The aim of anesthesia is to prevent pain during a medical procedure. But what is pain? One woman does not move a muscle during the procedure and walks away without discomfort . But later she may complain bitterly about the pain she suffered. Another woman keeps yelling during the procedure but she says later that she felt almost nothing. Most patients are somewhere in between, expressing more or less pain. There is no direct relationship between the ease of the procedure and the reported pain. A difficult procedure requiring much force in dilation may be painless while a very smooth procedure may cause much pain. In the latter case the doctor may get irritated and rebuke the patient for exaggerating, which only makes the matter worse. The most important way to prevent pain is a careful counseling before the procedure and careful attention during the procedure.

In some cases the procedure may be done under local anesthesia only, especially if the pregnancy is about 8 to 12 weeks. In a younger pregnancy the dilation may cause more pain, in a more advanced pregnancy the duration of the procedure may be exhausting. In the advanced pregnancy a local anesthetic with nor- adrenaline as a vasoconstrictor is recommended. (do not use adrenaline as this causes tachycardia that may cause panic) In a number of cases a so-called augmented local anesthesia is advisable, this is local anesthesia combined with a suitable pre medication .

Since the beginning of this century general anesthesia is desired. Since only a very light general anesthesia is feasible which has no analgesic properties the combination with local anesthesia or a painkiller, like members of the fentanyl family, is recommended, particularly in the case of an advanced pregnancy for the added advantage of vasoconstriction.

A procedure developed in the Netherlands in 2006 is the IV administered combination of midazolam (Versed®) 1 to 3 mg and alfentanil 1 mg ; this combination ('Rapidorm') gives a ± 3 minutes black out with amnesia and "absolute" absence of pain.

1. PREMEDICATION - It is advisable to give atropine 0.5 mg in all cases. It prevents or reduces vagal stimulation by handling the uterus (especially during dilation), like bradycardia, vomiting, fall of blood pressure and sweating. In general anesthesia it prevents or reduces salivation and mucus formation in the respiratory tract. Not everybody is convinced of the necessity in local anesthesia. At least a syringe containing atropine should be kept ready for I.V. administration in case of bradycardia. In an experiment where the ECG was taken in a series of patients with and without atropine Schlebaum found that the incidence of ECG changes, mainly bradycardia and reduction of PR time, was significantly more frequent if no atropine was given. Intramuscular administration of atropine has little or no effect since the compound is rapidly disintegrated within the muscle tissue.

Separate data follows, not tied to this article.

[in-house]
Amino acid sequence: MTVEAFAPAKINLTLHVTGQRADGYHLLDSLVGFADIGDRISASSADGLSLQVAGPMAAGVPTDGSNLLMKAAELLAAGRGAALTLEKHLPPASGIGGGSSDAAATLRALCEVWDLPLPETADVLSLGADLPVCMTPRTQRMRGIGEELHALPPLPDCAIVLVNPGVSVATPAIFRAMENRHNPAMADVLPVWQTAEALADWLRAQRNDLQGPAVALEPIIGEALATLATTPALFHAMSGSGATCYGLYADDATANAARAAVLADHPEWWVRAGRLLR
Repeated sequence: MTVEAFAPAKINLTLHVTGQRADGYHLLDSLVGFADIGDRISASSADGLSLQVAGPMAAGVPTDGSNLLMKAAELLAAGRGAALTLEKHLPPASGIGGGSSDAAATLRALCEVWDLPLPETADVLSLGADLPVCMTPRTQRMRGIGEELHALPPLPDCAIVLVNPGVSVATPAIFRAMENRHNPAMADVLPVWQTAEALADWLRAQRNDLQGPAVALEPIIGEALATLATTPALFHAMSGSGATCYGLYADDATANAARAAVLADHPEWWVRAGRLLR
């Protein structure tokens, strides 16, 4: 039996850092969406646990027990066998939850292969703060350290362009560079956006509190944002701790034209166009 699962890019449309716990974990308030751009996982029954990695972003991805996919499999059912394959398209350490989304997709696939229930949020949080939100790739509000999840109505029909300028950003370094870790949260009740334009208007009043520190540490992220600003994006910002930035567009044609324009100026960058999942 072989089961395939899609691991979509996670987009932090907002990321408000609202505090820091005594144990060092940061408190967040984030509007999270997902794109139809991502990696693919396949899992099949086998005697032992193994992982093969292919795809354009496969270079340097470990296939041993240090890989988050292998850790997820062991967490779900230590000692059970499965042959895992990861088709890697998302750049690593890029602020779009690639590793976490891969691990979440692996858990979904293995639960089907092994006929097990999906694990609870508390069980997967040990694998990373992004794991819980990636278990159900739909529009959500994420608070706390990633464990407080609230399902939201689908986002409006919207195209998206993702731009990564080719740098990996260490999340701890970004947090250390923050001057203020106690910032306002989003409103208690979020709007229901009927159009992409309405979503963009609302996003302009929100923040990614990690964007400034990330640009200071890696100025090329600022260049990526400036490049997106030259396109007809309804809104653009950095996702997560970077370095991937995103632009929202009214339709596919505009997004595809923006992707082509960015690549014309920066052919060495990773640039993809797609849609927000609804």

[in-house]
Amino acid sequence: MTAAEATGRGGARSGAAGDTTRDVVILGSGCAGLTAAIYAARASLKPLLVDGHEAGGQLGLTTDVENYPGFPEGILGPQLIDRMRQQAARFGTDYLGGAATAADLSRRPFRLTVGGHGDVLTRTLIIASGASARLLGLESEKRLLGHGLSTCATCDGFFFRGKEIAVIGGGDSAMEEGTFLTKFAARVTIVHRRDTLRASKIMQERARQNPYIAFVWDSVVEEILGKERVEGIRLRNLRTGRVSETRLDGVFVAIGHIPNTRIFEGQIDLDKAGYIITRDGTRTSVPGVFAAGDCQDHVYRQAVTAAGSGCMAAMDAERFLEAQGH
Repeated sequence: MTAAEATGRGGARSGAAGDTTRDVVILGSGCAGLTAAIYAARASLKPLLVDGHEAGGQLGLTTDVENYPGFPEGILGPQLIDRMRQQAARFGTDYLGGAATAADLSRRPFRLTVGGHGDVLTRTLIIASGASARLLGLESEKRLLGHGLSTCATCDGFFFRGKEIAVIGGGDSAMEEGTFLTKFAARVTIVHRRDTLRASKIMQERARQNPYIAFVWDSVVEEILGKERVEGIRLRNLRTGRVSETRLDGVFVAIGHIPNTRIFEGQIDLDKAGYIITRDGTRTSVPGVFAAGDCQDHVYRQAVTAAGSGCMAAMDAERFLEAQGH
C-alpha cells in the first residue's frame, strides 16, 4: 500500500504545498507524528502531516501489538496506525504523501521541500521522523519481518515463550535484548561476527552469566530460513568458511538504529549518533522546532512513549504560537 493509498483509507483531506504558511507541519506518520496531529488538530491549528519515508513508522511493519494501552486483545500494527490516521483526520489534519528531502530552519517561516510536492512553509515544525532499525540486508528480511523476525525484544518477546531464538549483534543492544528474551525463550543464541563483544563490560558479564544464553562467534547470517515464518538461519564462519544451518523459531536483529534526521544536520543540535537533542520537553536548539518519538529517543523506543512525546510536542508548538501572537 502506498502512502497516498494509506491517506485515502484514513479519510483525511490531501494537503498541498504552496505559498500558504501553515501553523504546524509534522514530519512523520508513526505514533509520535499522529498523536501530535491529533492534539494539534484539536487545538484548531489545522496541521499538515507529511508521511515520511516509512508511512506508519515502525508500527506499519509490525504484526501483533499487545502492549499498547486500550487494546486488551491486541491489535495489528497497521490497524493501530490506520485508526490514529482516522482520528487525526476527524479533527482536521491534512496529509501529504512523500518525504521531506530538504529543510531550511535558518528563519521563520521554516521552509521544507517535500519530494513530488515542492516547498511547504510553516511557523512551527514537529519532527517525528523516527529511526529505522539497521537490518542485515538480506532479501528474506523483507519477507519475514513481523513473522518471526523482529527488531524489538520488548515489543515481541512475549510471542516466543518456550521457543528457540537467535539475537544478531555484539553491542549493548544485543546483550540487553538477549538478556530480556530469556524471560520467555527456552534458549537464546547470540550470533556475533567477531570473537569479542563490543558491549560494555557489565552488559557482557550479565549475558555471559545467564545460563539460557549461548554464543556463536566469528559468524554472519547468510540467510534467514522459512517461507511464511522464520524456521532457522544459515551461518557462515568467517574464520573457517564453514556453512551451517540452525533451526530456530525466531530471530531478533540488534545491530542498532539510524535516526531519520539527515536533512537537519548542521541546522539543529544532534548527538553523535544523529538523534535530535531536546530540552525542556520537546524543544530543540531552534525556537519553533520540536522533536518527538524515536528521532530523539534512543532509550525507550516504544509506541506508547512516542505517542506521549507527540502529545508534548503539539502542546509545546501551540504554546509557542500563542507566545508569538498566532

In some patients local anesthesia is not sufficient to prevent pain, or the patient is scared or restless. In these cases a suitable pre medication can be given (augmented local). In the case of general anesthesia a suitable sedative should be given, and an analgesic if the general anesthesia is not combined with local. Fentanyl is a safe and effective analgesic. It may cause pain along the vein in which it is injected. Injection besides the vein is very painful. A possible side effect is respiratory depression. Although we have never seen this, naloxone should be kept ready as an antidote. More effective but with a shorter duration is alfentanil (rapifen ®). The last novelty is remifentanyl (Ultiva®) which is even stronger and shorter acting than alfentanil.

Sedation can be obtained by giving diazepam or midazolam 2 -5 mg IV. Diazepam has the disadvantage that certain products of metabolism produce undesirable effects several hours after the procedure. Midazolam lacks this disadvantage and has the advantage that it has a marked anterograde amnesia. This pre medication also prevents muscle movements caused by etomidate. Droperidol has a strong anti emetic action, and a anxiolytic effect as well. It may be given together with one of the other sedatives. Flumazenil may be used to reverse the sedative effects of benzodiazepines (diazepam and midazolam) if the patients sleeps too long. An ampoule should be kept ready for use if the effect of the pre medication is too strong. A dose of 0.2 mg (2 ml) is given slowly IV during 15 seconds. This may be repeated till the desired effect is reached. The maximum dose is 2 mg (20 ml).

In the advanced pregnancy (over 13 weeks) ergometrine and oxytocin are given to obtain a firm uterine wall. It is recommended to bring a venous canula into a suitable vein in all cases. Best is a type of canula with an injection valve, a side opening for a syringe, allowing injection without the risk of contaminating the syringe with blood. A suitable type is Venflon®. This allows repeated use of syringes and an intravenous injection can be given without delay if the need arises.

Anno 2010 we cannot finish this chapter without mentioning the use of propofol (Diprivan ®) as an anaestetic. The dosage is 6-12 mg/kg/hour. It has certain advantages over etomidate as patients are less drowsy postoperatively. TCI (target controlled infusion) icm Remifentanyl gives excellent results.

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last revision spring 2010